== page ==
21 November 2018
Drawing inspiration from the past
I received an interesting commission a couple of weeks ago that I thought I would share with you.
A customer asked me to use the design of an old traditional East Sussex farming implement – reproducing it as a pair of earrings as a Christmas gift for her daughter who lives in Australia to remind her of home.
The design is based on the Pyecombe shepherd’s crook which was in daily use on flocks of sheep on the Sussex South Downs throughout the 19th century. The design is unique to this area and was, of course, originally created by local blacksmiths. The shape is different from other crooks of the period in that the rounded section is quite small with an elongated curled end. This smaller hook was used to catch stray sheep by their hind legs. It sounds a bit brutal but apparently, was and still is a perfectly humane method of controlling them.
The source of the 18th century cast-iron was an unusual one – apparently it consisted of the recycled gun barrels of soldiers, returning from the Napoleonic Wars.
The forging process of the silver is very similar to working with cast iron. Just as a blacksmith heats and hammers iron objects into shape, I repeatedly heated the sterling silver in a process known as annealing to soften it. This has the effect of loosening the metal’s molecular structure making it more malleable and workable. As it’s worked into shape it becomes harder to manipulate so has to be reheated to prevent it from fracturing. This process is a bit of a skill challenge, as once the metal has been made thinner or has been fashioned into a particular shape, it’s very difficult to reshape it, so accuracy was vital with only one chance to get it right! Thankfully, time spent carefully measuring and studying the shape of the crook paid off. The result, I think, is an unusually shaped and elegant pair of earrings.
I really enjoy doing commissions like this as it’s so satisfying to produce something that completely meets the customer’s expectations. It also challenges me to expand my silversmithing skills, helping me to further develop my range.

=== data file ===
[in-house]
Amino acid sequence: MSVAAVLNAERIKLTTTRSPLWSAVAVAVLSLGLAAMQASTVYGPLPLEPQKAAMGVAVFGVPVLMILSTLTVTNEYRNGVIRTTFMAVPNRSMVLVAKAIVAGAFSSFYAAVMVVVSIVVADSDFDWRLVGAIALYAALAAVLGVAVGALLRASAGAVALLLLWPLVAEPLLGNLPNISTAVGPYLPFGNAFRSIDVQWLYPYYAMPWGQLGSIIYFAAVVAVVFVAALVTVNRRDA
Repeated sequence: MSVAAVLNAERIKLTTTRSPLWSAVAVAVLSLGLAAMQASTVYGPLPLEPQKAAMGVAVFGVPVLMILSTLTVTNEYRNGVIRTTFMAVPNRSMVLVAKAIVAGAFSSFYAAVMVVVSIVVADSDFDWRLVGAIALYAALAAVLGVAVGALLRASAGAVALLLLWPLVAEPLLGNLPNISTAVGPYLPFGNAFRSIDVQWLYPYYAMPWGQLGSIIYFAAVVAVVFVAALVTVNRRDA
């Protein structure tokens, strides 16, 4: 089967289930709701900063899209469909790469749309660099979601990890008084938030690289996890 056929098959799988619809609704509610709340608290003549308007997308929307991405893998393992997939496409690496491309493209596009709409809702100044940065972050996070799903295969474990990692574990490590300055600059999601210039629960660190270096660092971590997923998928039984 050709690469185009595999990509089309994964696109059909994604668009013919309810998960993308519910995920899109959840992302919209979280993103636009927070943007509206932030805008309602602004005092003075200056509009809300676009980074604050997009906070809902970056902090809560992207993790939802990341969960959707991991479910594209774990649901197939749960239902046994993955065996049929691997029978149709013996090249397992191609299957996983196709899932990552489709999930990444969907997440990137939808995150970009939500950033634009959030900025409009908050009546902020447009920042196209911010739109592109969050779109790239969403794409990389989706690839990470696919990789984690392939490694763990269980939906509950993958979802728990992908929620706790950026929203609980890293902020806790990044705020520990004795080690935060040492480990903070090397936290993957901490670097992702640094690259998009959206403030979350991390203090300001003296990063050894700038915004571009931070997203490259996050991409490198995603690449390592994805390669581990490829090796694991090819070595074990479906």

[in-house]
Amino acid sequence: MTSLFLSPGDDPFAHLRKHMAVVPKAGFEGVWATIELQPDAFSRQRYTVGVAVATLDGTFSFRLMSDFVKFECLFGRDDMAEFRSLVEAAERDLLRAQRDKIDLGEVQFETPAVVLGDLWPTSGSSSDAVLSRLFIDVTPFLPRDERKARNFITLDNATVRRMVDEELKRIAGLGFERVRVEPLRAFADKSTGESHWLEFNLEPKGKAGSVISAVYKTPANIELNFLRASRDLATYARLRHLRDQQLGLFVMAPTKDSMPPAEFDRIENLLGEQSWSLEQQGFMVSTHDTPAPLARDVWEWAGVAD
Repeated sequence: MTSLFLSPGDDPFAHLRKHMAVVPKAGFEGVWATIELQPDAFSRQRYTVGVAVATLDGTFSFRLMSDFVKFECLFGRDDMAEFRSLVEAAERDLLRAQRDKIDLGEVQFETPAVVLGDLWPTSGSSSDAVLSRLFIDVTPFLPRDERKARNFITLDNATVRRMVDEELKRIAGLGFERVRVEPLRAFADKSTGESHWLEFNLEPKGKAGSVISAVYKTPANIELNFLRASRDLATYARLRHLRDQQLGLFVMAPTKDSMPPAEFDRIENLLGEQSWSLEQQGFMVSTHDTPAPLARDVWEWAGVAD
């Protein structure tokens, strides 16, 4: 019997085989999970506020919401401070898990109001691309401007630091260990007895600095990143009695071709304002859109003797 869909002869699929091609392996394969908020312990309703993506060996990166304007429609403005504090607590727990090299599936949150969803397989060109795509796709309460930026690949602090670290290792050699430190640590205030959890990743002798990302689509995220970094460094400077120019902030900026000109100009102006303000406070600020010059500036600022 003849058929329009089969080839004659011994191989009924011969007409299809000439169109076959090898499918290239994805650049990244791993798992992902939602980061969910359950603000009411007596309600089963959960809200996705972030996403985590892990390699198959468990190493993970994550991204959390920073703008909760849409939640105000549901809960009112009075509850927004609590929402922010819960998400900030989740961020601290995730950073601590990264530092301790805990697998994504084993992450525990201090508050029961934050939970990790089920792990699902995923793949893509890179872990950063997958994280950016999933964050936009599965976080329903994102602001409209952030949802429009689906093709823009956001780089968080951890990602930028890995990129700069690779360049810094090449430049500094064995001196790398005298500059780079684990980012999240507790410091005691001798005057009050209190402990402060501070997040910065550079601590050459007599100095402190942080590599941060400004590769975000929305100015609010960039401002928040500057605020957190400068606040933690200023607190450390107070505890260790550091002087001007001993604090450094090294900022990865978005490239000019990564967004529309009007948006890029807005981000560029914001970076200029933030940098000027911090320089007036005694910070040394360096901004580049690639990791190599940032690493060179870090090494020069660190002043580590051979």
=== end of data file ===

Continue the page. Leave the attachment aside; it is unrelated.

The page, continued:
26 October 2018
Following on from my previous post, I’m delighted to say that the Horsham Contemporary Art Fair was an amazingly successful experience for me. It was well attended and had an impressive array of artwork on display. Thanks to all of you who came along.
At this time of year I am dividing my time between busily working in my studio to fulfil orders for Christmas, which are now coming in, and selling my work at craft events. If you missed the Horsham fair there are other places my work will be on show in the run up to Christmas.
I’m delighted to be showing my jewellery in a new location at Gallery92. Established in March 2018, this lovely, professionally run gallery housed in a parade of shops in the High Street, Hurstpierpoint, West Sussex is owned and run by Clare and Joff Harms – both of whom are artists themselves. It’s bursting with a range of wonderfully colourful artwork by talented local artists and makers and I’m very much looking forward to spending time there. Hurstpierpoint is a bustling village which, aside from the kind of shops you would expect to find such as greengrocers, butchers and so on, also has a number of shops selling interesting handmade gifts and collectibles. It’s well worth taking a look if you are in the area.
I am also going to be at the following pre-Christmas events:
Henfield Arts & Crafts Fayre, Henfield Hall, Henfield, BN6 9DB, Saturday, 17 November, 2018, 10am-3pm.
Light Up Shoreham Christmas Shopping evening at East Street, Shoreham-by-Sea – Friday, 7 December, 2018, 3.30pm-8.30pm.
Xmas Makers’ Market, The Libertine, 45 Portland Road, Worthing, BN11 1QN – Sunday, 9 December, 2018, 11am-5pm.
If you can make it along to any of the above, I’d love to see you there!
25 August 2018
Horsham Contemporary Art Fair – 21-22 October, 2018